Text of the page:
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Tuvalu's Sinking Feeling

A Pacific island nation fears vanishing beneath the waves. It is weighing a suit against the U.S. over emissions blamed for global warming.


VAIAKU, Tuvalu — This isolated country is not much more than a few specks in the middle of the Pacific Ocean. Its population wouldn't fill a fifth of Dodger Stadium. Its highest point is 16 feet above sea level.

But Tuvalu is at the center of international debate over climate change. Many of Tuvalu's people worry that rising sea levels caused by global warming will wash away their country.

They talk of suing the U.S. government or big American corporations for polluting the atmosphere and causing the planet's temperature to rise. They condemn President Bush for backing out of the Kyoto Protocol on global warming.

"We don't have hills or mountains. All we have is coconut trees," elder statesman Koloa Talake said. "If the industrial countries don't consider our crisis, our only alternative is to climb up in the coconut trees when the tide rises."

By all appearances, Tuvalu is a Polynesian paradise. With seven coral atolls and two coral islands, the country is spread across 350 miles of the South Pacific north of New Zealand. Palm trees grow along white sand beaches that fringe the turquoise waters of lagoons.

It remains to be seen whether science will support Tuvalu's predictions of impending doom, but no one doubts that the country faces a precarious existence.

At the ripe age of 65 million years, its atolls are nearing the end of their geologic life span. Not only do islanders face the danger of the sea rising, they also face the inevitable problem of the land sinking.

Each atoll was formed when a volcanic island sank beneath the sea, leaving a ring of coral islands around a lagoon.

An outer reef protects the land from the pounding of the sea. The coral can grow upward and keep pace with a gradual increase in sea level, but if the ocean rises too quickly, the natural barrier could be lost.

"If the reef is destroyed, it's goodbye, Tuvalu," said Wolfgang Scherer, director of Australia's National Tidal Facility.

The atolls are especially vulnerable to tropical storms that can change the landscape overnight. In 1997, a cyclone swept the topsoil and every tree and bush off the islet of Tepuka Savilivili in Tuvalu's main atoll, Funafuti.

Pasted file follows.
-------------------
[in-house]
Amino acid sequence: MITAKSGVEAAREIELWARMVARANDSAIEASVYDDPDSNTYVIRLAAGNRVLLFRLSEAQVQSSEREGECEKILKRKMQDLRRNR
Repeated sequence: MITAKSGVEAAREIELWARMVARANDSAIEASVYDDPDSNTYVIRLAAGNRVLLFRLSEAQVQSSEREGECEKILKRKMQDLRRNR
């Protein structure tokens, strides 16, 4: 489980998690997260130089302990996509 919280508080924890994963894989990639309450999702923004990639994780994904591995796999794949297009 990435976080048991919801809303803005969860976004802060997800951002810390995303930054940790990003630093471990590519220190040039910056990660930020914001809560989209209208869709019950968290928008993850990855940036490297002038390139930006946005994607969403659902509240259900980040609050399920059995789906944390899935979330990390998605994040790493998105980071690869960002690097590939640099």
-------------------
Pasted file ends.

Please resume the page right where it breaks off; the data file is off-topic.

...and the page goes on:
This former British colony has just 10 square miles of land and a population of 10,400, making it, next to Vatican City, the world's least populous country.

The Tuvaluans are Polynesians whose ancestors arrived by canoe possibly more than 2,000 years ago. Today they fish, raise pigs and grow taro, cassava, bananas and coconuts on small plots of land.

Most of the jobs are in government. Some men leave Tuvalu to find work as seamen on cargo ships or as unskilled laborers in New Zealand.

Men and women commonly wear flowers in their hair. Many houses have thatched roofs and walls made of woven mats. When the country's 12-member Parliament is not meeting in the open-sided Maneapa meeting hall, boys play soccer there.

Tuvalu is connected to the outside world only by flights to Fiji twice a week and by occasional cargo ships that bring supplies. Visitors are few. The country has one hotel, which has no hot water.

On Funafuti, television is normally broadcast one evening a week for two hours, although now it is off the air entirely because of an equipment breakdown. A few people, mostly government officials, have computers and can connect to the Internet. There are few cars, and most people get around on foot or by motorbike.

Tuvalu had little contact with the outside world until Spanish explorers arrived in 1781. In the 1800s, slave traders stole hundreds of people from the islands to work the guano mines of Peru. Missionaries converted the rest of the population to Christianity.

Today, many Tuvaluans have a literal faith in the Bible and don't believe any harm will come from global warming.

Shopkeeper Lutelu Kofe, 46, is typical. He is more concerned about harm to the community from rising alcohol levels than rising water levels.

"I read the Bible, and God said to Noah, 'No more floods,' " Kofe said. "So I'm not worried. When I see the sea, it's the same as before."

But the Tuvaluan government is marshaling its arguments in the hope of winning foreign help in finding a new home if the need arises.

Tuvalu has hired an attorney in Washington and is considering whether its best strategy is to sue the U.S. government or American oil companies, coal mining firms and auto makers. But officials acknowledge that pinning the blame for global warming on individual companies would be a long shot.

At one point, Tuvalu asked Australia to agree to accept its entire population in the event the islands are flooded, but Australia refused. New Zealand has agreed to accept 75 Tuvaluans a year, but many islanders can't afford to make the move.

Nine years ago, scientists from Australia's National Tidal Facility installed high-tech gauges in Tuvalu and 10 other Pacific nations to measure changes in sea level.

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